Tuesday, September 1, 2015

Summer Reading 2015 Second Street Station: A Mary Handley Mystery

I've said to friends that I would not have done well in earlier time periods, because I am too outspoken and the whole issue of women's rights and their place in society would have made me very frustrated. The character of Mary Handley would agree with me and probably offer to swap places with me, so that she could be a police detective here in the twenty-first century. Beginning with the suspicious death of a man on a train when she was 12, Mary has always been an intrigued by the art of detection. Despite her mother's limited views on what is proper for a young lady, Mary longs to do something more than find the right man and settle down to have children. At the beginning of the story, she is working in a New York sweatshop making hats. But the murder of a neighbor's fiance brings her to the attention of the Chief of Police just as pressure is coming from City Hall to do something to appease the female protesters lobbying for women's rights and equal treatment.

So, Mary is hired as the first female detective to work a case involving the New York City Police. Despite the cold shoulder treatment from the policemen, her mother's disapproval, and even attempts on her life, Mary takes the case and doggedly pursues it. Her investigation has her mixing with tycoons like JP Morgan; inventors like Tesla, Edison, and Pemberton (the inventor of Coca-Cola); and former Pinkerton agents turned private security. She has to borrow a gown from her friend Sarah to attend an event at the Mayor's home, but she also follows clues into the Bowery and unlikely places such as the fish market and various taverns. Doing everything from commandeering a horse-drawn trolley, to using jujitsu on an assassin, Mary proves she has just as much courage and intelligence as any of the detectives on the force.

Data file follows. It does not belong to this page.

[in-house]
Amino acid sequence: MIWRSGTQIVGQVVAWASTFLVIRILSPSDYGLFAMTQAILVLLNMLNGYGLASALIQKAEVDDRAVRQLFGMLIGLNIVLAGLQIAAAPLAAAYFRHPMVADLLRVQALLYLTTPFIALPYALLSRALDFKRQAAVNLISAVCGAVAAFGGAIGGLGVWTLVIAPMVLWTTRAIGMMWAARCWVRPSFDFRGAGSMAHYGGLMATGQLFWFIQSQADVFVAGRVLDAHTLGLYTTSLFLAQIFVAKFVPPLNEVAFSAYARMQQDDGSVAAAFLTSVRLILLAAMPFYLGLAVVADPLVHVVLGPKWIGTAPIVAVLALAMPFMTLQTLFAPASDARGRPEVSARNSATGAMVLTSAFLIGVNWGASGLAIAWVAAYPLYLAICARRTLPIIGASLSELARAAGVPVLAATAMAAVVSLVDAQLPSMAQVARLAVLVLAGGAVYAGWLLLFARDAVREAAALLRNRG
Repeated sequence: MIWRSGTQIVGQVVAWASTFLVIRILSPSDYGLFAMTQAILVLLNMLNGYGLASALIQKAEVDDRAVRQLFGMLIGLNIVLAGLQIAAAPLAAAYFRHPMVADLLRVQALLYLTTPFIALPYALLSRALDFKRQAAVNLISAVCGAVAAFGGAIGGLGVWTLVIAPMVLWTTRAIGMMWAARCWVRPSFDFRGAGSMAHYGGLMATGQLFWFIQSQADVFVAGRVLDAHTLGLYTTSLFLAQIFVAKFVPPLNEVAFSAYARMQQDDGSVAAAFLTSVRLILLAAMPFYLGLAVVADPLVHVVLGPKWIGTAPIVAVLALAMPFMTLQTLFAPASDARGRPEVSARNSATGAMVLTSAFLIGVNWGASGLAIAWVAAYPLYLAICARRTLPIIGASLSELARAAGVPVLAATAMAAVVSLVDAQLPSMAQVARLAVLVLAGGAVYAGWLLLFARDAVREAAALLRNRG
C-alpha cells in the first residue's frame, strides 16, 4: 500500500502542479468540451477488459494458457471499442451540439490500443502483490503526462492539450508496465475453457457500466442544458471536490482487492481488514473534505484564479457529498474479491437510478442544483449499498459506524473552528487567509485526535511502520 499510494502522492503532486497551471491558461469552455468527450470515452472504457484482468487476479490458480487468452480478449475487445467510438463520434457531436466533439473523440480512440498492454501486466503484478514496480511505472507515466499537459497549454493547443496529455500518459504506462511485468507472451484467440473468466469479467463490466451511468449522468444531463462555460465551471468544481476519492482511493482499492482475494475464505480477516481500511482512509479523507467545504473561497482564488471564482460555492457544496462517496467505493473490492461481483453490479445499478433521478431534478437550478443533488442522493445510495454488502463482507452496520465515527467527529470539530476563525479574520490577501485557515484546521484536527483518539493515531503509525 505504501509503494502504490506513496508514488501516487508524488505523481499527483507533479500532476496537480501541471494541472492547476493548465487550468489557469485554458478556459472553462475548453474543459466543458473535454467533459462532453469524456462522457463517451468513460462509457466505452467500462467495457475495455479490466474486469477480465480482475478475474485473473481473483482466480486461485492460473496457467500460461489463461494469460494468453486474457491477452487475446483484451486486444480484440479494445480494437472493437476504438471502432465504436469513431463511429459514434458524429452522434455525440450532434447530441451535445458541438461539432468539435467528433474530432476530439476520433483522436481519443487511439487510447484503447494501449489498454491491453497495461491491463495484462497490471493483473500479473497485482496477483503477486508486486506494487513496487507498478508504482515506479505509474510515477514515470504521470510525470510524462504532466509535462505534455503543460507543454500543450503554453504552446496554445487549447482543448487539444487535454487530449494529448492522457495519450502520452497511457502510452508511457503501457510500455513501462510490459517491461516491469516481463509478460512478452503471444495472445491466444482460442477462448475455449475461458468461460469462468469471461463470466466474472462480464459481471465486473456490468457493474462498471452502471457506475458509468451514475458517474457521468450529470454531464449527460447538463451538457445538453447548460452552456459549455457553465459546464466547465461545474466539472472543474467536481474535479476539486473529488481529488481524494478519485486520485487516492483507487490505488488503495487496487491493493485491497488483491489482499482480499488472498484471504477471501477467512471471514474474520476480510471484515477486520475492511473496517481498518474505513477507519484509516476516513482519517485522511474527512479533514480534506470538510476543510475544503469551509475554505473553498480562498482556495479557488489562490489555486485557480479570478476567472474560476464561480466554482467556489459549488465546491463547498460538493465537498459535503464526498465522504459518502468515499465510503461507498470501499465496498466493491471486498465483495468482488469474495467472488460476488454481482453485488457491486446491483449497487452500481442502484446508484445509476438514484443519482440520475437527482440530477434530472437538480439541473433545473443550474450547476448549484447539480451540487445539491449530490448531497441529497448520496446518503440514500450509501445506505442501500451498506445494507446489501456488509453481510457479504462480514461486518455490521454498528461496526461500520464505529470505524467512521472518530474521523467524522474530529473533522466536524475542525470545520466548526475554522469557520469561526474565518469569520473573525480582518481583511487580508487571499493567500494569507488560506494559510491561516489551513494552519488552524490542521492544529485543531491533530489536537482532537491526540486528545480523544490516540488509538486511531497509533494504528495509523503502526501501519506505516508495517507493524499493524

The historical details about tenements, women's fashions, and even popular wines of the time all bring the period to life, sometimes in gruesome detail. Viewers of today's detective shows will marvel at how investigators of the late 19th century managed to follow leads and confirm alibis without the use of cell phones, the Internet, or email and databases. The casual use of cocaine and morphine during that time are also in contrast to today's more controlled access to the substances. 

Mary is a likable protagonist, with strengths and faults that show her as human, rather than an idealized caricature. Her occasional use of profanity betrays her temper, but she also has a soft side for her friends. The innate loyalty that is one of her traits is shown repeatedly, and so is her stubbornness. I hope that the author creates more adventures for Mary very soon. Fans of characters such as Mary Russell (Laurie King) and Irene Adler (Carole Nelson Douglas) may have a new heroine to add to their "to be read" piles.

You can find biographical details about the author on the publisher's website. And here is information  from the publisher about the book itself.

I received this book from Blogging for Books for this review.

Oh, my! Here is the cover for Mary's next outing, scheduled for a January 2016 release.

Brooklyn on Fire by Lawrence H. Levy

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